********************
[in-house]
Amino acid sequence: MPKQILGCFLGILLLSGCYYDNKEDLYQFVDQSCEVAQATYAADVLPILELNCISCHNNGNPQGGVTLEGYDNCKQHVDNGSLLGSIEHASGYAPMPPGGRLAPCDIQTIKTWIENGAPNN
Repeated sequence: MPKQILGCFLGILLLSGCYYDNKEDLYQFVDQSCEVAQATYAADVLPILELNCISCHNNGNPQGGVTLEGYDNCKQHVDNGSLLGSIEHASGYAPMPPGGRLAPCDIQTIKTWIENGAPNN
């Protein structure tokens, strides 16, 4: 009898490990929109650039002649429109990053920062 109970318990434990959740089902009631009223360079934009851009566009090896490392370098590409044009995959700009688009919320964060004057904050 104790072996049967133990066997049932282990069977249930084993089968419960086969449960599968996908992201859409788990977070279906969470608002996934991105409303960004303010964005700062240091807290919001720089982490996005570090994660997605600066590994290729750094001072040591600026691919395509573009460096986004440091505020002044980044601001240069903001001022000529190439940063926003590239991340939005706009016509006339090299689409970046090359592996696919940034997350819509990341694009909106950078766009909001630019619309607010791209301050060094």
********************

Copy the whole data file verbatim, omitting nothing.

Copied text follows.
[in-house]
Amino acid sequence: MPKQILGCFLGILLLSGCYYDNKEDLYQFVDQSCEVAQATYAADVLPILELNCISCHNNGNPQGGVTLEGYDNCKQHVDNGSLLGSIEHASGYAPMPPGGRLAPCDIQTIKTWIENGAPNN
Repeated sequence: MPKQILGCFLGILLLSGCYYDNKEDLYQFVDQSCEVAQATYAADVLPILELNCISCHNNGNPQGGVTLEGYDNCKQHVDNGSLLGSIEHASGYAPMPPGGRLAPCDIQTIKTWIENGAPNN
């Protein structure tokens, strides 16, 4: 009898490990929109650039002649429109990053920062 109970318990434990959740089902009631009223360079934009851009566009090896490392370098590409044009995959700009688009919320964060004057904050 104790072996049967133990066997049932282990069977249930084993089968419960086969449960599968996908992201859409788990977070279906969470608002996934991105409303960004303010964005700062240091807290919001720089982490996005570090994660997605600066590994290729750094001072040591600026691919395509573009460096986004440091505020002044980044601001240069903001001022000529190439940063926003590239991340939005706009016509006339090299689409970046090359592996696919940034997350819509990341694009909106950078766009909001630019619309607010791209301050060094």